At the hearing granting this order, Judge Rankin summoned a marshal to keep Ms. Oliver from interrupting him. He then stated:
I have done some preliminary research into your history in the Superior Court of the District of Columbia and I have come to learn that you are no ordinary pro se litigant, but that you have appeared as both plaintiff and defendant in numerous cases in this court. And so you clearly, very clearly, are aware of court processes, such as the time the Court starts, such as the need to respond to pleadings, such as the impropriety of appearing after the other side has been here and gone and then attempting ex parte argument with the Court on substantive issues affecting the case. . . . You are free to continue in this matter without counsel as long as you please. But henceforth, you will be held to the same standards as a defendant who is represented by legal counsel because it is very clear that you are an experienced litigator and that you have the means to hire a lawyer if you wanted to do so.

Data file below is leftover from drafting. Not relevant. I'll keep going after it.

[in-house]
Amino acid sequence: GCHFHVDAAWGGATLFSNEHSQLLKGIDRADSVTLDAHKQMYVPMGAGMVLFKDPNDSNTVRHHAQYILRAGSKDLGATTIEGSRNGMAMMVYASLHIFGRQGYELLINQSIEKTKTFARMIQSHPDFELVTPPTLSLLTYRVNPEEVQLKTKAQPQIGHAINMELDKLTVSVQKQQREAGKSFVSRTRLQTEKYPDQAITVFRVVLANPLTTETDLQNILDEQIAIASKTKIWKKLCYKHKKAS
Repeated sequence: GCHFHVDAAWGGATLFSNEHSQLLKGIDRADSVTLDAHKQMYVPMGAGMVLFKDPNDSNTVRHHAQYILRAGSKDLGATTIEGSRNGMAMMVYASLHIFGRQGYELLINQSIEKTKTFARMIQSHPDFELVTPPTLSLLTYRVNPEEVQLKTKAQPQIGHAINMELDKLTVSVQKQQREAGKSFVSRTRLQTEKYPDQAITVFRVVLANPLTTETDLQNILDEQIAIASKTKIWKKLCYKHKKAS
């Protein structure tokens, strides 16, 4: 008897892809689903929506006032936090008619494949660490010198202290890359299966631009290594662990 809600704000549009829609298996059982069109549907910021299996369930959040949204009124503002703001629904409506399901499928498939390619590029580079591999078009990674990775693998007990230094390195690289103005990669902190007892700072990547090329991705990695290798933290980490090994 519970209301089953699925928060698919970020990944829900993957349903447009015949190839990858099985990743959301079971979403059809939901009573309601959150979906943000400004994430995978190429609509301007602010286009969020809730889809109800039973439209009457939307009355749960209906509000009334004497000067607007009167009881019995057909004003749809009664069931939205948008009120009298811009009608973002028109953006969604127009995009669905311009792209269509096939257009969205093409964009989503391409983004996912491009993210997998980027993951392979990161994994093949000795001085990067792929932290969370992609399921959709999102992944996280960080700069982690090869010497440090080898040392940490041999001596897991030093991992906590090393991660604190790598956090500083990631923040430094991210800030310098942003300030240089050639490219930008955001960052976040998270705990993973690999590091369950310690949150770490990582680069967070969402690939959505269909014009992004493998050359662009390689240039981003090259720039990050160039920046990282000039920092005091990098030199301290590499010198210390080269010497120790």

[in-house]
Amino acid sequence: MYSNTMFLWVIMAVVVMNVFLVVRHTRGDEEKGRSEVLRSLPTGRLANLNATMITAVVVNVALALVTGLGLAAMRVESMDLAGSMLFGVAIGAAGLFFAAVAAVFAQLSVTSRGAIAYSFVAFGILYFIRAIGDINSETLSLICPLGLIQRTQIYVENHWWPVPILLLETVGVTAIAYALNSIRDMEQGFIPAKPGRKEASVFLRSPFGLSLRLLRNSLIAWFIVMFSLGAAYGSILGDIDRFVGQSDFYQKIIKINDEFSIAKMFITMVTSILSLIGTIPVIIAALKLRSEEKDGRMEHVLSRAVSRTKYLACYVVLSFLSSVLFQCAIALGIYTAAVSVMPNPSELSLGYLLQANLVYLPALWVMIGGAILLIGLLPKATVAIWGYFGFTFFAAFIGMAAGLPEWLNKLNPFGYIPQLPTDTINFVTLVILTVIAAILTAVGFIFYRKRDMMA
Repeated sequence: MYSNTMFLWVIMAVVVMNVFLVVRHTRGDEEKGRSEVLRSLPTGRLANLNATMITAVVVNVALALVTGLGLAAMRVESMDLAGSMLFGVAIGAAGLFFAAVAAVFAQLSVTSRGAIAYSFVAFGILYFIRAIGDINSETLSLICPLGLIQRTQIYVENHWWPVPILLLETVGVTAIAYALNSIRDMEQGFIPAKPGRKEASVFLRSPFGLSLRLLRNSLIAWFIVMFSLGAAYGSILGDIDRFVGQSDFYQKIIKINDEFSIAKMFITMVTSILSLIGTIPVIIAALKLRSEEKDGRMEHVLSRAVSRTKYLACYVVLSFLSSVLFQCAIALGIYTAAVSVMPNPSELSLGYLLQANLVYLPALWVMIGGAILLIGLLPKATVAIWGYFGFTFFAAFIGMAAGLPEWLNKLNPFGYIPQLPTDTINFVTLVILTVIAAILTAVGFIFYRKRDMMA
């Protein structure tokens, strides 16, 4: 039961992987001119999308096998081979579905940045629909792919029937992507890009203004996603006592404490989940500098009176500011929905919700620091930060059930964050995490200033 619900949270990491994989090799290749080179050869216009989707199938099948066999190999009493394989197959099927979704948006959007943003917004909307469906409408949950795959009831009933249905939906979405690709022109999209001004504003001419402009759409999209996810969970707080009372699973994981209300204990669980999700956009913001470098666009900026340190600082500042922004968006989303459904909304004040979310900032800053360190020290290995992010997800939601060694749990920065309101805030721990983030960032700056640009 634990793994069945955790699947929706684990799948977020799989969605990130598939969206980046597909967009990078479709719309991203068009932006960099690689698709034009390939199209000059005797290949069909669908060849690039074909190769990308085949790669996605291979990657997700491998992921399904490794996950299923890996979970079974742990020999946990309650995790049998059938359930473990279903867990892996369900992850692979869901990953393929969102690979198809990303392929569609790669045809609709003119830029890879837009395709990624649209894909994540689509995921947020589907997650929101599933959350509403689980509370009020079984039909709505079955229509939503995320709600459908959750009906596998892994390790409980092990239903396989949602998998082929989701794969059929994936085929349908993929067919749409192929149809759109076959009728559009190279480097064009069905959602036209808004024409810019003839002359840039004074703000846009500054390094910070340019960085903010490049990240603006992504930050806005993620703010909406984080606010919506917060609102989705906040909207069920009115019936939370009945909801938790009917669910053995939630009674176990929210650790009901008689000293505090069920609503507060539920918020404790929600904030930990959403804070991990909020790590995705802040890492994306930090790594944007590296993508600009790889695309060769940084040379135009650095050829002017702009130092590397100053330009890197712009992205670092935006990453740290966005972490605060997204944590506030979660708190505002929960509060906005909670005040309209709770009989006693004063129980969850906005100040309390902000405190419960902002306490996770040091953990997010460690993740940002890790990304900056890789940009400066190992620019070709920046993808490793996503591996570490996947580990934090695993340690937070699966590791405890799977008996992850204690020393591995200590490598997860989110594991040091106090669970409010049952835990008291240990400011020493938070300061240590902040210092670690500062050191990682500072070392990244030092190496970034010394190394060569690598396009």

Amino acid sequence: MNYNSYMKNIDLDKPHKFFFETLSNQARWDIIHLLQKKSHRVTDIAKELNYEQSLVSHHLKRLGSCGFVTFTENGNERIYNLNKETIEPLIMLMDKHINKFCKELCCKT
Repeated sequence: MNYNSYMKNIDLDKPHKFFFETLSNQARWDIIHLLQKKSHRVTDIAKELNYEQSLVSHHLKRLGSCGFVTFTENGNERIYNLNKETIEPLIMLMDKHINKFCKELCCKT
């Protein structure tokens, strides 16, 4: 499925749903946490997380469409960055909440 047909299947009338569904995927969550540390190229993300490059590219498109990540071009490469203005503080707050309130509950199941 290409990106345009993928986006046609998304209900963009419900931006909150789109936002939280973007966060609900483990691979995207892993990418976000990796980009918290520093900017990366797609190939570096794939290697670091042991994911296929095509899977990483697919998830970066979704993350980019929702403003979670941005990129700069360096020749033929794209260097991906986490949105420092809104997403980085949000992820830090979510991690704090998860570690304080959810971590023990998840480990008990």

On the same day, Judge Rankin granted Mr. Mustafa's motion to compel responses to discovery requests.
Thereafter, Ms. Oliver obtained counsel as advised by Judge Rankin. Despite explicit testimony at her deposition that she possessed requested documents and knew where they were, she subsequently answered discovery requests with assertions that requested documents were lost, destroyed, or never existed. On October 18, 2005, a third default was entered against Ms. Oliver, and the matter was set down for a jury trial before Judge Maurice Ross on the issue of damages alone, liability having been established by the default. On January 11, 2006, at the conclusion of the trial, the jury awarded Mr. Mustafa $11,826 in compensatory damages and $100,000 in punitive damages. Ms. Oliver filed no post-trial motions contesting this award. The trial court granted Mr. Mustafa's unopposed motion for attorneys' fees on March 8, 2006, finding by clear ...